Bias v. Louisiana Physical Therapy Board

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Justia Opinion Summary

The Louisiana Physical Therapy Board (“Board”) was established under the provisions of La. R.S. 37:2403, requiring that the Board shall consist of seven members appointed by the governor and further provided at least one member shall be a licensed physician. The underlying litigation arose when the Board filed an administrative complaint against physical therapist Kevin Bias after he was arrested for an alleged aggravated assault while driving. The matter proceeded to a hearing. At the hearing, the Board was composed of five members. The acting chairperson introduced the board members and asked for objections to the makeup of the panel. Counsel for Bias responded there were none. At the conclusion of the hearing, the Board suspended Bias’s physical therapy license with conditions for reinstatement. Bias appealed the Board’s decision to the district court, and when unsuccessful there, appealed to the court of appeals. The issue presented for the Louisiana Supreme Court's review centered on whether the Board had authority to conduct disciplinary proceedings when there was a vacancy in its statutorily-mandated composition. The Supreme Court found the court of appeal erred in finding the board’s actions were invalid because it was not lawfully constituted at the time of its actions in this case.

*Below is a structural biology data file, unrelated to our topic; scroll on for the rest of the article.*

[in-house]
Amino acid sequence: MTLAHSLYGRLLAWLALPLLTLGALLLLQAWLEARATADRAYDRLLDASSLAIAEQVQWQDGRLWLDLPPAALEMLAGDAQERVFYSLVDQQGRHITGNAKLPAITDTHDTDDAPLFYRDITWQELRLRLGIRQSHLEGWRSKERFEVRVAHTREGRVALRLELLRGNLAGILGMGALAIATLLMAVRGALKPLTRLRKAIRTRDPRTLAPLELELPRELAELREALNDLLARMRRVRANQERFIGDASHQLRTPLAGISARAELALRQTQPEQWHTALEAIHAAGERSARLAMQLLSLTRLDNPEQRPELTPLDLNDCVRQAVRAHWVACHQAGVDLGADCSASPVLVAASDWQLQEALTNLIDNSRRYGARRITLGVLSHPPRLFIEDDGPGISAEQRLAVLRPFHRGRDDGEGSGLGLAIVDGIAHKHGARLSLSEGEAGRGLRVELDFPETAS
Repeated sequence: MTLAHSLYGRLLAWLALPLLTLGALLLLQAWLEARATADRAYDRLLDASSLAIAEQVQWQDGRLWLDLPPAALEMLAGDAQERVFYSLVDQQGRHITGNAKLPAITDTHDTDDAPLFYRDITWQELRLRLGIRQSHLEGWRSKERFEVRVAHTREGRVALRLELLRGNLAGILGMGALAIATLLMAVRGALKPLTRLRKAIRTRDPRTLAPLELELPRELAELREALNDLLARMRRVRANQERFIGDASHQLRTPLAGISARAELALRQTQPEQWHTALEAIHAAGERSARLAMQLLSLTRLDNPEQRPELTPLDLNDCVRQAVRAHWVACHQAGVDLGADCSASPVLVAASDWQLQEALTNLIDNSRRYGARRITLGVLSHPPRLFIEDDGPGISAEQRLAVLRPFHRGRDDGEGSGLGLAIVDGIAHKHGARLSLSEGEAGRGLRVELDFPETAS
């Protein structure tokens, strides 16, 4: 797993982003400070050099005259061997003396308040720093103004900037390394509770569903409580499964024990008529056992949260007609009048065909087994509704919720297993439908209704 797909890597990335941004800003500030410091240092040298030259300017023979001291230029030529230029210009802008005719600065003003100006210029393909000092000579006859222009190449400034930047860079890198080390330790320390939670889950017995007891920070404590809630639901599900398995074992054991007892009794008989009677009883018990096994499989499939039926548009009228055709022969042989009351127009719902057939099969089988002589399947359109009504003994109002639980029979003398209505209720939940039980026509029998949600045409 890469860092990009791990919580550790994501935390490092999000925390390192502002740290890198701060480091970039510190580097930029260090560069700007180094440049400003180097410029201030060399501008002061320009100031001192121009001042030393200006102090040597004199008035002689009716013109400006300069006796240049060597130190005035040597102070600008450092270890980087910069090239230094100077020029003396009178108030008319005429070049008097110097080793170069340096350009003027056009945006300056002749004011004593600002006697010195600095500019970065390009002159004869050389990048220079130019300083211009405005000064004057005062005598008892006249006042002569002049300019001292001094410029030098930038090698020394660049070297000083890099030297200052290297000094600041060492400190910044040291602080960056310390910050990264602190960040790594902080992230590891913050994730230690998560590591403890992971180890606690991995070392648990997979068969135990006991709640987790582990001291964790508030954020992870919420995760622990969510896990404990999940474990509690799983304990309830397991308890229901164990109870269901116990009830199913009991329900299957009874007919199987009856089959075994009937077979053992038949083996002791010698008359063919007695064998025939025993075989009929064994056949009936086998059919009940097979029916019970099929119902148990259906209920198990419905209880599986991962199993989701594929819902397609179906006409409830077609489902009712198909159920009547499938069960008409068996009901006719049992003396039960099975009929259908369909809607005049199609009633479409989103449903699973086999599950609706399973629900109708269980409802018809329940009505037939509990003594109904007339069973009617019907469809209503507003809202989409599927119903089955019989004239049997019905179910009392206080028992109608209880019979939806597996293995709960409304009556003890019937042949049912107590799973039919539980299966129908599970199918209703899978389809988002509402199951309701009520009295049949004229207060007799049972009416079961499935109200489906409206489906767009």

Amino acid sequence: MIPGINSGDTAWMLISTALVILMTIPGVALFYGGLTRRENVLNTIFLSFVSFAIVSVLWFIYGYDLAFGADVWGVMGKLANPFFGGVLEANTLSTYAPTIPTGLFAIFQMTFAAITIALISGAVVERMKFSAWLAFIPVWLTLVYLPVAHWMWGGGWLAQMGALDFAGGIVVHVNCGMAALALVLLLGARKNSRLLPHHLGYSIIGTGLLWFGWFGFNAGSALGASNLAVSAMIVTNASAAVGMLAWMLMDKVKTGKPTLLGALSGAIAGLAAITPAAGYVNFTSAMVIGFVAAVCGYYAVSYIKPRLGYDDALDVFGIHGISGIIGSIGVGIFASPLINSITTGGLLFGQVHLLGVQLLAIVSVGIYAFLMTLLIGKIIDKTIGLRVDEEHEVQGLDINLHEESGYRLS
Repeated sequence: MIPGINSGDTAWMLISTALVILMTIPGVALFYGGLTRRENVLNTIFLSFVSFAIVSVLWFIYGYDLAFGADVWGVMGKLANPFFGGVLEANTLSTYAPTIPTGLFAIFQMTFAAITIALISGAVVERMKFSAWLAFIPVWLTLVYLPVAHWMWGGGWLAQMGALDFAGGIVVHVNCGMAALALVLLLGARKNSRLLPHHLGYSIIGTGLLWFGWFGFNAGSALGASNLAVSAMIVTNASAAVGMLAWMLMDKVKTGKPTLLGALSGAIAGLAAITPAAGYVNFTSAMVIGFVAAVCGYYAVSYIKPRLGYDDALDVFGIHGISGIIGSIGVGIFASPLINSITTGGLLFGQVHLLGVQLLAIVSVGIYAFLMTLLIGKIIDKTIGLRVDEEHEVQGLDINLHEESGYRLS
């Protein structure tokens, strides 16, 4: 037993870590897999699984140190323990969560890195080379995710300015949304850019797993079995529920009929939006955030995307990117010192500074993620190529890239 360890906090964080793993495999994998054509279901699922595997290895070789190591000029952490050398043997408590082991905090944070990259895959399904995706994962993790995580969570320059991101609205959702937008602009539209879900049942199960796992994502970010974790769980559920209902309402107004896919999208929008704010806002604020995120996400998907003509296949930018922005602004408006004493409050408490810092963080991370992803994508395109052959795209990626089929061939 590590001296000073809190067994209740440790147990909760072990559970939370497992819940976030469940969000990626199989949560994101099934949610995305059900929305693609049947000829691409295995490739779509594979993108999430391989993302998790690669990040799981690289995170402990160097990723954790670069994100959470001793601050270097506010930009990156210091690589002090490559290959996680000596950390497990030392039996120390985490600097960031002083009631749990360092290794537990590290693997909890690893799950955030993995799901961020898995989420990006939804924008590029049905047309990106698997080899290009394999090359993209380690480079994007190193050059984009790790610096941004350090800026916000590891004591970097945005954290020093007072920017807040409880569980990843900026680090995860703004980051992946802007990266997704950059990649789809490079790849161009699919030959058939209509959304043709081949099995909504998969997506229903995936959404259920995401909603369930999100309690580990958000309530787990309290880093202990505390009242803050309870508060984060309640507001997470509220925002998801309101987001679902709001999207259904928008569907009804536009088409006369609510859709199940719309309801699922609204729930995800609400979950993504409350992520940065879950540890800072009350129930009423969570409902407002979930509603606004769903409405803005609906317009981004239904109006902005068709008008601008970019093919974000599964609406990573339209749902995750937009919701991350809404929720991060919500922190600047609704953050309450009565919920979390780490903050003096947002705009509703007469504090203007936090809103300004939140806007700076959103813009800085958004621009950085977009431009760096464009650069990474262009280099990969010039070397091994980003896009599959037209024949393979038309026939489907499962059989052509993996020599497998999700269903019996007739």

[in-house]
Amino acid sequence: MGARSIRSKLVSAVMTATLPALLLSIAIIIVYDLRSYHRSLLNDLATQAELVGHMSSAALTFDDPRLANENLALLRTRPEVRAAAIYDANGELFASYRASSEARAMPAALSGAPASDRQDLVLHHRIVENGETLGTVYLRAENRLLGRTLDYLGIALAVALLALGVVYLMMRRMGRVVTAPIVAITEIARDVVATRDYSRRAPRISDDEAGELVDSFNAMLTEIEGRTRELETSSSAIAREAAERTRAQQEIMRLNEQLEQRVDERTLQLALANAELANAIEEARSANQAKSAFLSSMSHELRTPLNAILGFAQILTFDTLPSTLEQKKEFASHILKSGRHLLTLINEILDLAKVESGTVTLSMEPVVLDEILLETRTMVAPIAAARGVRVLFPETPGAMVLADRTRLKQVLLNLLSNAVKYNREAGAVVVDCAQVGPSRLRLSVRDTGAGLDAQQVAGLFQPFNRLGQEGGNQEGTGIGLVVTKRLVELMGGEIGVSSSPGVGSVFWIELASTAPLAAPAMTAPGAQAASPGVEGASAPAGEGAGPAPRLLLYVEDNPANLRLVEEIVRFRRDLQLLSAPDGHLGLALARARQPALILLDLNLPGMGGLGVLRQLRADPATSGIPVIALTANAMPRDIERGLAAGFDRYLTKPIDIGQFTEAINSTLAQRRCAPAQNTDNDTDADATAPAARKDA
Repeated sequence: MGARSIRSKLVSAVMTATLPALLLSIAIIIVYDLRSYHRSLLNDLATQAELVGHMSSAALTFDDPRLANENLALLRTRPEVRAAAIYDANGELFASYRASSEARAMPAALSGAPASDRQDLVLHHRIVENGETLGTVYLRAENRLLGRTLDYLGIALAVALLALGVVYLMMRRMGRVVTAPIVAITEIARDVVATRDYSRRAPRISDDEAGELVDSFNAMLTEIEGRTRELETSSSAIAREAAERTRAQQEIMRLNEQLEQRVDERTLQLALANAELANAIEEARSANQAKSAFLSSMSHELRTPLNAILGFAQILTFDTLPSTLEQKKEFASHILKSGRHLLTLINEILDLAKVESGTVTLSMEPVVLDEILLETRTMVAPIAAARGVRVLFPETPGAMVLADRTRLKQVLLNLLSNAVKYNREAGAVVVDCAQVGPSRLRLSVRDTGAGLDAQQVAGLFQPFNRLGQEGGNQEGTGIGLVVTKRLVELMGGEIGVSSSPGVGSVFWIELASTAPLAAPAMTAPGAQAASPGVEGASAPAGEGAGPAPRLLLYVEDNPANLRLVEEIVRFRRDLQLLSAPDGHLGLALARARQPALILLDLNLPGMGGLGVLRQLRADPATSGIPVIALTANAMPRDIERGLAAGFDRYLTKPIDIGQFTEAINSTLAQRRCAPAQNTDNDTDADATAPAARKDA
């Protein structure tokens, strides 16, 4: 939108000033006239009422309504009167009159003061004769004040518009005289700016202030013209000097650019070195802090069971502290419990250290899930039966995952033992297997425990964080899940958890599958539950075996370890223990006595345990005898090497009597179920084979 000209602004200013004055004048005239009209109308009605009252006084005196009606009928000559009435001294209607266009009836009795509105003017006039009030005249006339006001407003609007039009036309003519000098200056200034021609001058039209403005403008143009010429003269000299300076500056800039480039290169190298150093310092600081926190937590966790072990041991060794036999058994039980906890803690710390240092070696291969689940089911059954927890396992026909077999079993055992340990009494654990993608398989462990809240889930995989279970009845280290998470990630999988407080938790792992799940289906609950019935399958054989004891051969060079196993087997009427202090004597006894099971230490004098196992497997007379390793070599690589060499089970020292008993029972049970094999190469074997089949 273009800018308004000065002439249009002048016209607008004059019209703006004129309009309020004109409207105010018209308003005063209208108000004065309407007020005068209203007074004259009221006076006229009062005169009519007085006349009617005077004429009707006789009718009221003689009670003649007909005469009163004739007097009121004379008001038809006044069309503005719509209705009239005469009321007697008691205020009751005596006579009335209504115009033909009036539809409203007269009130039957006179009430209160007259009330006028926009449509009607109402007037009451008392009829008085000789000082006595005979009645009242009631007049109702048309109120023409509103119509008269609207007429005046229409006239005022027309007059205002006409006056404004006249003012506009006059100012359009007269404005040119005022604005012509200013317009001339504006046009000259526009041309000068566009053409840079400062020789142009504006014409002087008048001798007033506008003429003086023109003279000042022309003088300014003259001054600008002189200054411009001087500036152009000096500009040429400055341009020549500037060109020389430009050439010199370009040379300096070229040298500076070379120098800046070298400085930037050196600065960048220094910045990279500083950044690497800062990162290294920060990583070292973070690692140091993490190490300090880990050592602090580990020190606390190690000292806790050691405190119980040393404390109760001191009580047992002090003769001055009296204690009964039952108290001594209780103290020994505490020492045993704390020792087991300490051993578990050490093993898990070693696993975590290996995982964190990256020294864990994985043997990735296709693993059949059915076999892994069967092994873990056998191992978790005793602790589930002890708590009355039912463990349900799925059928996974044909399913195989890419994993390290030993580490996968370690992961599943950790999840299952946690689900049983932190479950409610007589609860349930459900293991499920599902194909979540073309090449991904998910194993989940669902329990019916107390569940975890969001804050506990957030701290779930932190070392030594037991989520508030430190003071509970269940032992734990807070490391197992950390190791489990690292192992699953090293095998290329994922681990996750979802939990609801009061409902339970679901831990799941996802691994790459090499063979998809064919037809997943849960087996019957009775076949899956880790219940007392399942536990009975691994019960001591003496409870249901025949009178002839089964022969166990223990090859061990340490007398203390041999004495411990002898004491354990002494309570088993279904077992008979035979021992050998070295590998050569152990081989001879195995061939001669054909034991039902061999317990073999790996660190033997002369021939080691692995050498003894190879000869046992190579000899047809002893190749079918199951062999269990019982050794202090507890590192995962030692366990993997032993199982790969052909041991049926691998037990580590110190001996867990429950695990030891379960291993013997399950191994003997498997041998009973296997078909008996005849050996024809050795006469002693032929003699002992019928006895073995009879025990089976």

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Supreme Court of Louisiana FOR IMMEDIATE NEWS RELEASE NEWS RELEASE #027 FROM: CLERK OF SUPREME COURT OF LOUISIANA The Opinions handed down on the 26th day of June, 2019, are as follows: PER CURIAM: 2018-C-2042 KEVIN E. BIAS Lafayette) v. LOUISIANA PHYSICAL THERAPY BOARD (Parish of In this case, we are called upon to decide whether a regulatory board has authority to conduct disciplinary proceedings when there is a vacancy in its statutorily-mandated composition. For the reasons that follow, we find the court of appeal erred in finding the board's actions were invalid because it was not lawfully constituted at the time of its actions in this case. REVERSED AND REMANDED. 06/26/19 SUPREME COURT OF LOUISIANA No. 2018-C-2042 KEVIN E. BIAS VERSUS LOUISIANA PHYSICAL THERAPY BOARD ON WRIT OF CERTIORARI TO THE COURT OF APPEAL, THIRD CIRCUIT, PARISH OF LAFAYETTE PER CURIAM In this case, we are called upon to decide whether a regulatory board has authority to conduct disciplinary proceedings when there is a vacancy in its statutorily-mandated composition. For the reasons that follow, we find the court of appeal erred in finding the board’s actions were invalid because it was not lawfully constituted at the time of its actions in this case. FACTS AND PROCEDURAL HISTORY The Louisiana Physical Therapy Board (“Board”) was established under the provisions of La. R.S. 37:2403. That statute requires the Board shall consist of seven members appointed by the governor and further provides at least one member shall be a licensed physician. La. R.S. 37:2404 additionally provides that “all meetings shall be held at the call of the chairman or at a call of a quorum of members” and that “[a]ny four members of the board shall constitute a quorum for any business before the board.” The instant litigation arose when the Board filed an administrative complaint against physical therapist Kevin Bias after he was arrested for an alleged aggravated assault while driving. The matter proceeded to a hearing. At the hearing, the Board was composed of five members. The acting chairperson introduced the board members and asked for objections to the makeup of the panel. Counsel for Mr. Bias responded there were none. The Board’s counsel then added: In addition, the Board composition includes a physician. That position is currently unfilled, but we do have a quorum. So, I want to make sure that everybody is aware of that on the record as a housekeeping matter. Mr. Bias’s counsel did not raise any objections to the composition of the Board. At the conclusion of the hearing, the Board suspended Mr. Bias’s physical therapy license with conditions for reinstatement. Mr. Bias appealed the Board’s decision to the district court. The district court affirmed the Board’s order. Mr. Bias then appealed to the court of appeal. On appeal, he raised six assignments of error, including an assignment that the Board’s composition was not in accordance with the statutory mandates and its decision was therefore invalid. In an opinion not designated for publication, the court of appeal reversed the judgment of the district court and vacated the order of the Board suspending Mr. Bias’s license to practice physical therapy. Bias v. Louisiana Physical Therapy Board, 2018-225 (La. App. 3 Cir. 11/14/18) (unpublished). Citing its opinion in Cunningham v. State, Dept. of Health & Hospitals, 05-1378 (La. App. 3 Cir. 9/27/06), 939 So.2d 695, writ denied, 06-2597 (La. 2/22/07), 949 So.2d 427, the court held the decision by Board was in violation of statutory provisions and made upon unlawful procedure on the ground no licensed physician sat on the Board. Having granted relief on this ground, the court of appeal pretermitted the remaining assignments of error. 2 Upon the Board’s application, we granted certiorari to consider the correctness of this decision. Bias v. Louisiana Physical Therapy Board, 2018-2042 (La. 3/6/19), ___ So. 3d ___. DISCUSSION The composition of the Louisiana Physical Therapy Board is set forth in La. R.S. 37:2403, which provides: A. The Louisiana Physical Therapy Board, hereinafter referred to as the “board,” is hereby created within the Louisiana Department of Health. The board shall be domiciled in Lafayette Parish. B. The board shall consist of eight members who shall be appointed by the governor as follows: *** (5) One member shall be a physician who possesses an unrestricted license to practice medicine in the state and who specializes in the practice of orthopedic surgery or the practice of physiatry and shall be appointed from a list of names submitted by the Louisiana State Medical Society. [emphasis added]. In the case at bar, it is undisputed that at the time of Mr. Bias’s hearing, the position for a licensed physician on the Board remained unfilled. However, the Board points out it had a quorum of five members at the time of the hearing and invites our attention to La. R.S. 37:2404, which provides, in pertinent part: A. The board shall meet at least semiannually, on a date and at a time and place as it may designate, which shall include at least a meeting in January of each year to elect a chairman and secretary-treasurer from its membership. All meetings shall be held at the call of the chairman or at a call of a quorum of members upon not less than ten days written notice, unless such notice is waived. The presence of any member at any such meeting of the board shall constitute a waiver of notice thereof by such member. Notice shall comply with the provisions of R.S. 42:19. 3 B. Any four members of the board shall constitute a quorum for any business before the board. [emphasis added]. Over sixty years ago, this court addressed a similar question in Liquefied Petroleum Gas Comm. v. E.R. Kiper Gas Corp., 229 La. 640, 86 So.2d 518 (1956). In that case, the Liquefied Petroleum Gas Commission (“Commission”) sought penalties against Kiper Gas for violations of regulations that governed the handling of liquefied gas. Kiper Gas filed an exception of no cause of action, arguing the penalty was illegal because the Commission was not established in accordance with the provisions of La. Const. Art. 6, § 28 (1921) as it contained three qualified members instead of the five required by the constitution because the governor had not yet appointed its entire membership. The district court granted the exception. This court reversed, finding the constitutional provision explicitly authorized the Commission to operate with a three-member quorum. In reaching this conclusion, the court stated: The district judge, in sustaining the exception of no right or cause of action, expressed the view that, since the Governor did not fill the complement of the Commission by appointing four members, a legal body has never come into existence and all of the acts of the three members are nullities. We think this is error. The Commission was created and given legal existence by the Constitution. The appointment of the members of the Commission was but a necessary step in the organization of this legal entity so that it might perform the functions for which it was established. Hence, the question is not whether a body corporate was created but whether the entity so created could function through appointment of a less number than its entire membership. Since the constitutional amendment declares that ‘A majority of the membership shall constitute a quorum for the transaction of all business', it clearly appears that the Commission is specially authorized and empowered to operate and function with only three members. This power would seem to encompass the 4 right to organize the Commission at inception so that its functions could be performed. Indeed, no good reason occurs to us for denying a public board the right of organization prior to the time its entire membership has been selected and qualified provided, of course, that a sufficient number of members, authorized by law to act for the body, have been appointed and qualified. 229 La. 640 at 647, 86 So. 2d 518 at 520 [emphasis added]. Liquified Petroleum stands for the clear proposition that a board may be authorized and empowered to act with a specified quorum. In the instant case, the legislature, through La. R.S. 37:2404(B), expressly provided, “[a]ny four members of the board shall constitute a quorum for any business before the board.” It is undisputed that such a quorum existed at the time of Mr. Bias’s hearing. Nonetheless, Mr. Bias contends La. R.S. 37:2404 is limited to establishing the quorum requirements for “meetings” of the Board. He draws a distinction between general meeting of the Board and hearings conducted pursuant to the board’s disciplinary authority. We see no authority for such a narrow and strained reading of the language of La. R.S. 37:2404. Subsection B of that statute provides that four members shall constitute a quorum for “any business before the board.” Webster’s College Dictionary defines “business” as “something with which a person is rightfully concerned.” Clearly, the Board’s authority to impose discipline under La. R.S.37:2420 is part of its rightful concern and falls within the scope of the Board’s business. Mr. Bias also cites the court of appeal’s opinion in Cunningham for the proposition that compliance with the quorum requirements “does not negate the fact that the composition of the board was not in compliance with statutory mandates.” Cunningham, 939 So. 2d 695 at 698. Thus, he reasons any actions undertaken by the 5 improperly-constituted Board are void ad initio. As discussed earlier, La. R.S. 37:2404 authorizes the Board to act through a quorum. At the time of Cunningham, former La. R.S. 37:2401.1(I) provided, “[t]hree members of the board shall constitute a quorum for any business before the board.” In 2009, several years after Cunningham was rendered, the legislature enacted the current version of La. R.S. 37:2404(B), which provides, “[a]ny four members of the board shall constitute a quorum for any business before the board. [emphasis added]. In statutory interpretation, there is a well-settled presumption that “every word, sentence or provision in the statute was intended to serve some useful purpose, that some effect is to be given to each such provision, and that no unnecessary words or provisions were used.” West Monroe Firefighters Local 1385 v. City of West Monroe, 2012-1937 (La. 3/19/13), 111 So.3d 330, 336. Thus, our courts must “give effect to all parts of a statute and construe no sentence, clause or word as meaningless.” Moss v. State, 05-1963 (La.4/4/06), 925 So.2d 1185, 1196. It is further presumed that the legislature did not insert “idle, meaningless or superfluous language in the statute or that it intended for any part or provision of the statute to be meaningless, redundant or useless.” ABL Management, Inc. v. Board of Supervisors of Southern University, 00–0798 (La.11/28/00), 773 So.2d 131, 135. By using the phrase “any four members,” it is obvious the legislature did not intend to place any restriction on the composition of the quorum of members through which the Board may transact its business. Mr. Bias’s interpretation would force us to ignore this language and find the board is precluded from acting unless its entire seven-member composition is present. We decline to adopt this interpretation, as it would render the phrase “any four members” in La. R.S. 37:2404(B) meaningless. In summary, we conclude the Board was authorized to act through a quorum 6 as provided by La. R.S. 37:2404(B). The court of appeal’s holding that the Board’s action was void because it was improperly constituted is reversed. Because the court of appeal pretermitted consideration of the remaining assignments of error in Mr. Bias’s appeal, we will remand the case to the court of appeal to address these assignments. DECREE For the reasons assigned, the judgment of the court of appeal is reversed. The case is remanded to the court of appeal for consideration of the remaining assignments of error raised in the appeal. 7